Chapter XXXII.
 

Although the steamship that took Kenyon to America was one of the speediest in the Atlantic service, yet the voyage was inexpressibly dreary to him. He spent most of his time walking up and down the deck, thinking about the other voyage of a few weeks before. The one consolation of his present trip was its quickness.

When he arrived at his hotel in New York, he asked if there was any message there for him, and the clerk handed him an envelope, which he tore open. It was a cable despatch from Wentworth, with the words:

'Longworth at Windsor. Proceed to Ottawa immediately. Get option renewed. Longworth duping us.'

John knitted his brows and wondered where Windsor was. The clerk, seeing his perplexity, asked if he could be of any assistance.

'I have received this cablegram, but don't quite understand it. Where is Windsor?'

'Oh, that means the Windsor Hotel. Just up the street.'

Kenyon registered, told the clerk to assign him a room, and send his baggage up to it when it came. Then he walked out from the hotel and sought the Windsor.

He found that colossal hostelry, and was just inquiring of the clerk whether a Mr. Longworth was staying there, when that gentleman appeared at the desk, took some letters and his key.

Kenyon tapped him on the shoulder.

Young Longworth turned round with more alacrity than he usually displayed, and gave a long whistle of surprise when he saw who it was.

'In the name of all the gods,' he cried, 'what are you doing here?' Then, before Kenyon could reply, he said: 'Come up to my room.'

They went to the elevator, rose a few stories, and passed down an apparently endless hall, carpeted with some noiseless stuff that gave no echo of the footfall. Longworth put the key into his door and opened it. They entered a large and pleasant room.

'Well,' he said, 'this is a surprise. What is the reason of your being here? Anything wrong in London?'

'Nothing wrong, so far as I am aware. We received no cablegram from you, and thought there might be some hitch in the business; therefore I came.'

'Ah, I see. I cabled over to your address, and said I was staying at the Windsor for a few days. I sent a cablegram almost as long as a letter, but it didn't appear to do any good.'

'No, I did not receive it.'

'And what did you expect was wrong over here?'

'That I did not know. I knew you had time to get to Ottawa and see the mine in twelve days from London. Not hearing from you in that time, and knowing the option was running out, both Wentworth and I became anxious, and so I came over.'

'Exactly. Well, I'm afraid you've had your trip for nothing.'

'What do you mean? Is not the mine all I said it was?'

'Oh, the mine is all right; all I meant was, there was really no necessity for your coming.'

'But, you know, the option ends in a very short time.'

'Well, the option, like the mine, is all right. I think you might quite safely have left it in my hands.'

It must be admitted that John Kenyon began to feel he had acted with unreasonable rashness in taking his long voyage.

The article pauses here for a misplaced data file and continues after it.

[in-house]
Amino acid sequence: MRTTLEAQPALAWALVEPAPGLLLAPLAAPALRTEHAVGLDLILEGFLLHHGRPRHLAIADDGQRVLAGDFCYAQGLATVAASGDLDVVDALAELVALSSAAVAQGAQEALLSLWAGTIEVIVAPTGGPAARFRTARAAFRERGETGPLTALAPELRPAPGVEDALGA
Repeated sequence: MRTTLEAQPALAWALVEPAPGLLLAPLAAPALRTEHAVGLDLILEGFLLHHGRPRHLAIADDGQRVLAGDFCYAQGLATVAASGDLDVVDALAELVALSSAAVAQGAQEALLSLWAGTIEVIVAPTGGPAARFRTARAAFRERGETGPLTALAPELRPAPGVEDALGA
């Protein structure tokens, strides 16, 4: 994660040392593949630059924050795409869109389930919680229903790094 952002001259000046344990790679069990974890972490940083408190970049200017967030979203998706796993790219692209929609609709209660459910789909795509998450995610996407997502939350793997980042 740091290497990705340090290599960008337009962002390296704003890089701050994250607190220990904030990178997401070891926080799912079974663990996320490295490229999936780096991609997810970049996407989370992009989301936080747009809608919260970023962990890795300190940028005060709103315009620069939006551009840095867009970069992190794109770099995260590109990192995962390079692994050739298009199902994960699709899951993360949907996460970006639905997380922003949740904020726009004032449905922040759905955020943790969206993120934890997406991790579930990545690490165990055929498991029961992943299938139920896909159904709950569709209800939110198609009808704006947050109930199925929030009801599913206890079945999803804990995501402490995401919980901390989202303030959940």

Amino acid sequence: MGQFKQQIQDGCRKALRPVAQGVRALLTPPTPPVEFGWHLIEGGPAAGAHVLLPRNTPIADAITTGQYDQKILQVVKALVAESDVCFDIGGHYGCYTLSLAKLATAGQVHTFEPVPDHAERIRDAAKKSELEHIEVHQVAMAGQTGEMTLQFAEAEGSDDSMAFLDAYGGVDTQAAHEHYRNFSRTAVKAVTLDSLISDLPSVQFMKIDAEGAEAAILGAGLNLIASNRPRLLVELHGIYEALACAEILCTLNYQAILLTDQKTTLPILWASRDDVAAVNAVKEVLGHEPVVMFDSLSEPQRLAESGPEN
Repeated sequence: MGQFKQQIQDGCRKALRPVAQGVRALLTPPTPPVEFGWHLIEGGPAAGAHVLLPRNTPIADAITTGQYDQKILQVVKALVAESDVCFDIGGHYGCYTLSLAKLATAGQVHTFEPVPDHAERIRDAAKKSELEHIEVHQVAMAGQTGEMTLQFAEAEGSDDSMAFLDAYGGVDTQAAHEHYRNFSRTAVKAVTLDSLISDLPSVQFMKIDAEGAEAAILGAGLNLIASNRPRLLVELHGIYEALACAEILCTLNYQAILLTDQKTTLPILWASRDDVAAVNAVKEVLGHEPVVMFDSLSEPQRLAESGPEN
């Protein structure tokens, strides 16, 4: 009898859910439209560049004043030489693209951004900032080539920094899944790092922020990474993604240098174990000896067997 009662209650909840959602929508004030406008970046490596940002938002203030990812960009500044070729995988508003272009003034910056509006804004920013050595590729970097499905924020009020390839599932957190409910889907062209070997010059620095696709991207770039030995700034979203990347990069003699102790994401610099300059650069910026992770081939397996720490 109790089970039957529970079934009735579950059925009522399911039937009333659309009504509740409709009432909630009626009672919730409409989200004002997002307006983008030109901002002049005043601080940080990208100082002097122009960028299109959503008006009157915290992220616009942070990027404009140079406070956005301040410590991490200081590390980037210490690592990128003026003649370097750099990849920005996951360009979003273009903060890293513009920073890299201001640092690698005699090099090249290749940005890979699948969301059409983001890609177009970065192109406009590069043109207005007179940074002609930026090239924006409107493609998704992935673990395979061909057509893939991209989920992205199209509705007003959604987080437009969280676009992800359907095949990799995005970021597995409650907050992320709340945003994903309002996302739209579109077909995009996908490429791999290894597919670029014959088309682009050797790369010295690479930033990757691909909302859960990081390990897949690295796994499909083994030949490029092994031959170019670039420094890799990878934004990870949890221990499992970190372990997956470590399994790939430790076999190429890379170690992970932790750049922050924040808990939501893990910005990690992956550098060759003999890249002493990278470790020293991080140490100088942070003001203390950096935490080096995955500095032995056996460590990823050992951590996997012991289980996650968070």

'Is Mr. Melville here with you?'

'Melville has returned home. He had not time to stay longer. All he wanted was to satisfy himself about the mine. He was satisfied, and he has gone home. If you were in London now, you would be able to see him.'

'Did you meet Mr. Von Brent?'

'Yes, he took us to the mine.'

'And did you say anything about the option to him?'

'Well, we had some conversation about it. There will be no trouble about the option. What Von Brent wants is to sell his mine, that is all.' There was a few moments' silence, then Longworth said: 'When are you going back?'

'I do not know. I think I ought to see Von Brent. I am not at all easy about leaving matters as they are. I think I ought to get a renewal of the option. It is not wise to risk things as we are doing. Von Brent might at any time get an offer for his mine, just as we are forming our company, and, of course, if the option had not been renewed, he would sell to the first man who put down the money. As you say, all he wants is to sell his mine.'

Longworth was busy opening his letters, and apparently paying very little attention to what Kenyon said. At last, however, he spoke:

'If I were you--if you care to take my advice--I would go straight back to England. You will do no good here. I merely say this to save you any further trouble, time, and expense.'

'Don't you think it would be as well to get a renewal of the option?'

'Oh, certainly; but, as I told you before, it was not at all necessary for you to come over. I may say, furthermore, that Von Brent will not renew the option without a handsome sum down, to be forfeited if the company is not formed. Have you the money to pay him?'

'No, I have not.'

'Very well, then, why waste time and money going to Ottawa?' Young Mr. Longworth arched his eye-brows and gazed at John through his eyeglass. 'I will let you have my third of the money, if that will do any good.'

'How much money does Von Brent want?'

'How should I know? To tell you the truth, Mr. Kenyon--and truth never hurts, or oughtn't to--I don't at all like this visit to America. You and Mr. Wentworth have been good enough to be suspicious about me from the very first. You have not taken any pains to conceal it, either of you. Your appearance in America at this particular juncture is nothing more nor less than an insult to me. I intend to receive it as such.'